Cheilocystidia, hyphae of the pileipellis, spores and hypha of the cortical layer of the stem.

Cap 10-40 mm across, parabolical to conical, flattening with age, with or without a low umbo, translucent-striate, sulcate, pruinose, glabrescent, grey-brown to somewhat darker brown. Gills 15-27 reaching the stem, ascending, adnexed to adnate, smooth to somewhat rugulose to strongly veined, becoming intervenose, white to greyish with paler edge. Stem 30- 90 x 1-2(-4) mm, fragile, cylindrical or broadened downwards, hollow, pruinose above, glabrous below, shiny when drying; when very fresh exuding a watery fluid when cut, pale grey, dark grey-brown to dark sepia brown, usually somewhat darker below and whitish grey at the apex, pallescent with age, the base densely covered with long, coarse, whitish fibrils. Odour more or less nitrous, fleeting or sometimes absent. Basidia 25-36 x 8-9 µm, clavate, 4-spored. Spores 7.5-13 x 4-6.5 µm, Q = 1.6-2.1, Qav = 1.8-1.9, elongated to cylindrical, amyloid. Cheilocystidia 25-55 x 10-14 µm, fusiform, clavate, subcylindrical, more rarely sublageniform, usually apically drawn into a slender neck or occasionally with two or more necks. Pleurocystidia similar. Lamellar trama dextrinoid. Hyphae of the pileipellis 2-4 µm wide, covered with scattered to crowded, simple to branched excrescences, 2-10 x 1-2 µm, which tend to become gelatinized. Hyphae of the cortical layer of the stem 2-2.5 µm wide, sparsely diverticulate, terminal cells hard to find, uninflated, diverticulate. Clamp connections present in all tissues.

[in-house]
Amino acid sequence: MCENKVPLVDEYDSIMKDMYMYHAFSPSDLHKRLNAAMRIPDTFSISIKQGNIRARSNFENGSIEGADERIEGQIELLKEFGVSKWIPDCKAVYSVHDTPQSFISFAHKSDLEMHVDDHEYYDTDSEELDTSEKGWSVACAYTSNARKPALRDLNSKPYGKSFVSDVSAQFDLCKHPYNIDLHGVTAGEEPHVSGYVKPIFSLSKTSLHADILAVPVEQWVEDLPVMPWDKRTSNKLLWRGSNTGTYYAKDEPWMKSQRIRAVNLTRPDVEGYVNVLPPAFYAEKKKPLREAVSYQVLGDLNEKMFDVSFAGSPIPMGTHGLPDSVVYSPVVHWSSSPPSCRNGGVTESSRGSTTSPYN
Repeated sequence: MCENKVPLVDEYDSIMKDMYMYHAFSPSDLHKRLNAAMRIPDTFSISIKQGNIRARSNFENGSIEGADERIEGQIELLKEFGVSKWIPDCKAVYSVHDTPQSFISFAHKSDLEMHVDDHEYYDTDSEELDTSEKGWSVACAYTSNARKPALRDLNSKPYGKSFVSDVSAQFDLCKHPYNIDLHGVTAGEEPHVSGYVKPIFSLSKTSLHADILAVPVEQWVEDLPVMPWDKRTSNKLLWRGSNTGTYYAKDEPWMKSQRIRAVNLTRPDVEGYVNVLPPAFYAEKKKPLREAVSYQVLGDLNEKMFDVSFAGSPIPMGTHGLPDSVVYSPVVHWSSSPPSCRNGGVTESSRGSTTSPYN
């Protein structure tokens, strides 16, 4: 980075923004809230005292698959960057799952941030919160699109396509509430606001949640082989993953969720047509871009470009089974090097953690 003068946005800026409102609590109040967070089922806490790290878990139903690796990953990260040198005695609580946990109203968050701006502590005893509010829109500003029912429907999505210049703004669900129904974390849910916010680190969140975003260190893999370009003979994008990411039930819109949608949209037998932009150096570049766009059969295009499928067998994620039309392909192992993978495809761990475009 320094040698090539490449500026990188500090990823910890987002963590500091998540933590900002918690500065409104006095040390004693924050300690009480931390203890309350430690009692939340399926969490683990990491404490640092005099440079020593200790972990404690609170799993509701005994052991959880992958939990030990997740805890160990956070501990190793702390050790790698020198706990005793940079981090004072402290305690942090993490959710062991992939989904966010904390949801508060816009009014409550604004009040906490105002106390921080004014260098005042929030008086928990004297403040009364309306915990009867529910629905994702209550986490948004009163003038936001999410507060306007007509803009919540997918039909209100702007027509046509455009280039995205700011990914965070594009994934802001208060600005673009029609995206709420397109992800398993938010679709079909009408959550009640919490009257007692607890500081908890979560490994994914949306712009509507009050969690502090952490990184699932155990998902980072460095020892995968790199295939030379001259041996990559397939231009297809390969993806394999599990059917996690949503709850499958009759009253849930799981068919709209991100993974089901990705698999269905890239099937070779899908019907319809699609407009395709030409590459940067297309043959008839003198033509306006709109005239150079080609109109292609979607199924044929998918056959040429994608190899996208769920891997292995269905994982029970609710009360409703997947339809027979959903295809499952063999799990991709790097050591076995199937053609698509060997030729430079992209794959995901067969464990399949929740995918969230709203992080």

Ecology and distribution

Growing singly, in small groups or subfasciculate on mostly woody debris of various deciduous trees or on moss-covered trunks of living trees. Occasionally also found on coniferous debris. Occuring from early summer, but can also be found well into the autumn. It is a common, although often overlooked species, within the area covered, apparently with a preference for better (alkaline) soils. It is not uncommon among Salix shrubs in the alpine region.